I wish to state very emphatically... that I will always do just what every other Congressman and committee chairman has done and is doing and will do."[26]

Opponents led criticism in his District, where his refusal to pay a 1963 slander judgment in the amount of $150,000, made him subject to arrest; he also spent increasing amounts of time in Florida.[2]

Select House Committee to investigate Representative Adam Clayton Powell

In January 1967, the House Democratic Caucus stripped Powell of his committee chairmanship. A series of hearings on Powell's misconduct had been held by the 89th Congress in December 1966 that produced the evidence that the House Democratic Caucus cited in taking this action. A Select House Committee was established upon the House's reconvening for the 90th Congress to further investigate Powell's misconduct to determine if he should be allowed to take his seat. This committee was appointed by the Speaker of the House. Its chairman was Emanuel Celler of New York and its members were James C. Corman, Claude Pepper, John Conyers, Jr., Andrew Jacobs, Jr., Arch A. Moore, Jr., Charles M. Teague, Clark MacGregor, and Vernon W. Thompson. This committee's inquiry centered on the following issues: "1. Mr. Powell's age, citizenship, and inhabitancy [sic]; 2. The status of legal proceedings to which Mr. Powell was a party in the State of New York and the Commonwealth of Puerto Rico with particular reference to the instances in which he has been held in contempt of court; and 3. Matters of Mr. Powell's alleged official misconduct since January 3, 1961."[34]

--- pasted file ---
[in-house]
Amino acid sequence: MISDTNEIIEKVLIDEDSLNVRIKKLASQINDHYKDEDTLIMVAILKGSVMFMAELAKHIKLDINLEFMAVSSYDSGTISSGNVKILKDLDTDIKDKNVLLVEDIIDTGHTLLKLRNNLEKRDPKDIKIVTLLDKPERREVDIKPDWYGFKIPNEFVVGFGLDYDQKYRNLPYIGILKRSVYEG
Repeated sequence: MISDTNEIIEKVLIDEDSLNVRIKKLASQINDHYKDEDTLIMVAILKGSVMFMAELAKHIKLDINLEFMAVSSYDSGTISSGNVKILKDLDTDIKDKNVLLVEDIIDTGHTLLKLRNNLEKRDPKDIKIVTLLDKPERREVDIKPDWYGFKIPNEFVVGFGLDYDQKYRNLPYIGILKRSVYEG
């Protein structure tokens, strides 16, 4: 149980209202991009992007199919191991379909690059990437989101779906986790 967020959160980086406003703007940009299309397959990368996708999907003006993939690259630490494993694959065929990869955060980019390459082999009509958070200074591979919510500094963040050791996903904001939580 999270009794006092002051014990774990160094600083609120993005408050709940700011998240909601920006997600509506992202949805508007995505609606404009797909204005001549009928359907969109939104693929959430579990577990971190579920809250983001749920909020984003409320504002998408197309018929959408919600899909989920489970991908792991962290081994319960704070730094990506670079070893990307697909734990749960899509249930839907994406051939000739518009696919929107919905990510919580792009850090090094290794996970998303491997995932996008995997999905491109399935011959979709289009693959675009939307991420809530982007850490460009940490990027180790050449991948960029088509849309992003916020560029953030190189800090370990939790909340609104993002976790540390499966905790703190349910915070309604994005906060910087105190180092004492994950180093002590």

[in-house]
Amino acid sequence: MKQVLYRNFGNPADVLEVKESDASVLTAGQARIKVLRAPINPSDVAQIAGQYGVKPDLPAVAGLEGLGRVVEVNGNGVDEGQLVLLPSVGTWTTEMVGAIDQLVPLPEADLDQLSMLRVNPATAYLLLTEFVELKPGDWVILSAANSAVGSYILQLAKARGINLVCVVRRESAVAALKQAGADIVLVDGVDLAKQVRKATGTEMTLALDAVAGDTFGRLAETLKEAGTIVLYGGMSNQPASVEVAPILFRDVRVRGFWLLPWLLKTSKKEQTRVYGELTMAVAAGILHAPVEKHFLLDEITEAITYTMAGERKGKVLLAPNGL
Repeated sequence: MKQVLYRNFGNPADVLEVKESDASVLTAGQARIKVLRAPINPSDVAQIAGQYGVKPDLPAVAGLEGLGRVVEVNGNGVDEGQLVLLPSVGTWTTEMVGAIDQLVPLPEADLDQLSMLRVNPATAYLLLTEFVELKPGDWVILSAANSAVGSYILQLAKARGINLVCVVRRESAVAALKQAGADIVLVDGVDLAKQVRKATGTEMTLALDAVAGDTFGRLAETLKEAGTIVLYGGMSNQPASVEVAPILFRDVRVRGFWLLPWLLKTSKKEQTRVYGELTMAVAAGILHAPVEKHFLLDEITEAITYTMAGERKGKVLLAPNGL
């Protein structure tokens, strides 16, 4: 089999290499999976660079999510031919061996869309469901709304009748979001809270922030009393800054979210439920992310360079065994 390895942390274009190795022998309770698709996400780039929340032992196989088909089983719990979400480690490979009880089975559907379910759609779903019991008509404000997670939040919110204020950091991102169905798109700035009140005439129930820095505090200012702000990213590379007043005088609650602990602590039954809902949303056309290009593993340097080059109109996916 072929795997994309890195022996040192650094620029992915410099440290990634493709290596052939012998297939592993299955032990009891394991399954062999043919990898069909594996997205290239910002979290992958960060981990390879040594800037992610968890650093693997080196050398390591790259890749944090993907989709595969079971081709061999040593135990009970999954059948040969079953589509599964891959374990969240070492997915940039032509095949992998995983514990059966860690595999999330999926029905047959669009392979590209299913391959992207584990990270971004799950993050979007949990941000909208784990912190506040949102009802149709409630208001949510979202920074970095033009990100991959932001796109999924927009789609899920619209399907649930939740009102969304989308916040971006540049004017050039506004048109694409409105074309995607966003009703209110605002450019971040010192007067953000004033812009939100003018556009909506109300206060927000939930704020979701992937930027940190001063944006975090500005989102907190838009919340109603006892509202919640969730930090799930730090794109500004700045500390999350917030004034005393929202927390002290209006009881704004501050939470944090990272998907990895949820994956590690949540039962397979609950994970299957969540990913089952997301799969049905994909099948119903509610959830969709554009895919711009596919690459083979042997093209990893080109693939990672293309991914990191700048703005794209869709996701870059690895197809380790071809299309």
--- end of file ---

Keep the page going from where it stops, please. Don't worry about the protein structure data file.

Hearings of the Select House Committee to investigate Rep. Adam Clayton Powell were held over three days in February 1967. Powell was in attendance only on the first day of these hearings, February 8. Neither he nor his legal counsel requested that the select committee summon any witnesses. According to the official Congressional report on these committee hearings, Powell and his counsel's official position was that "the Committee had no authority to consider the misconduct charges."[34]

The select committee found that Powell met residency requirements for Congressional representatives under the Constitution, but that Powell had asserted an unconstitutional immunity from earlier rulings against him in criminal cases tried in the New York State Supreme Court. The committee also found that Powell had committed numerous acts of financial misconduct. These included the appropriation of Congressional funds for his personal use, the use of funds meant for the House Education and Labor Committee to pay the salary of a housekeeper at his property on Bimini in The Bahamas, purchasing airline tickets for himself, family, and friends from the funds of the House Education and Labor Committee, as well as making false reports on expenditures of foreign currency while heading of the House Education and Labor Committee.[34]

The members of the Select Committee had different opinions on the fate of Powell's seat. Claude Pepper was strongly in favor of recommending that Powell not be seated at all, while John Conyers, Jr., the only African American Representative on the Select Committee felt that any punishment beyond severe censure was inappropriate. In fact, in the committee's official report, Conyers asserted that Powell's conduct during the two investigations of his conduct was not contrary to the dignity of the House of Representatives, as had been suggested by the investigation. Conyers also suggested that cases of misconduct brought before the House of Representatives never exceed censure. In the end, the Select House Committee to investigate Rep. Adam Clayton Powell recommended that Powell be seated but stripped of his seniority and forced to pay a fine of $40,000, citing article I, section 5, clause 2 of the Constitution, which gives each house of Congress the ability to punish members for improper conduct.[34]